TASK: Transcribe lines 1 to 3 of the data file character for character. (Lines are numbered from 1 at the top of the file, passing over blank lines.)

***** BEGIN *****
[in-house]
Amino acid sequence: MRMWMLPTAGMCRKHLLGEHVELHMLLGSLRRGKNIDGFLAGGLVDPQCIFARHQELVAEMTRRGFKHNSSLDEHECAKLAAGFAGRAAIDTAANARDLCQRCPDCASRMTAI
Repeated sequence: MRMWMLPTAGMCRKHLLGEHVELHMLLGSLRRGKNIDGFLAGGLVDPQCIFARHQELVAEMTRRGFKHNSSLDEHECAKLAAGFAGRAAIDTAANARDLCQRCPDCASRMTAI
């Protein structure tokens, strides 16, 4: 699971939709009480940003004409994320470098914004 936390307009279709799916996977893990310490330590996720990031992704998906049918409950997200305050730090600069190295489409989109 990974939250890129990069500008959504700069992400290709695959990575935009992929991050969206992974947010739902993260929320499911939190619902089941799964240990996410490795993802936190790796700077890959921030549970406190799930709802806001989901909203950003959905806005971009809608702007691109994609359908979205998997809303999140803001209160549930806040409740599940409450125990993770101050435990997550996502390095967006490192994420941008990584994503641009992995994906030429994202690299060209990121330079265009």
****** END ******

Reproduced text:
[in-house]
Amino acid sequence: MRMWMLPTAGMCRKHLLGEHVELHMLLGSLRRGKNIDGFLAGGLVDPQCIFARHQELVAEMTRRGFKHNSSLDEHECAKLAAGFAGRAAIDTAANARDLCQRCPDCASRMTAI
Repeated sequence: MRMWMLPTAGMCRKHLLGEHVELHMLLGSLRRGKNIDGFLAGGLVDPQCIFARHQELVAEMTRRGFKHNSSLDEHECAKLAAGFAGRAAIDTAANARDLCQRCPDCASRMTAI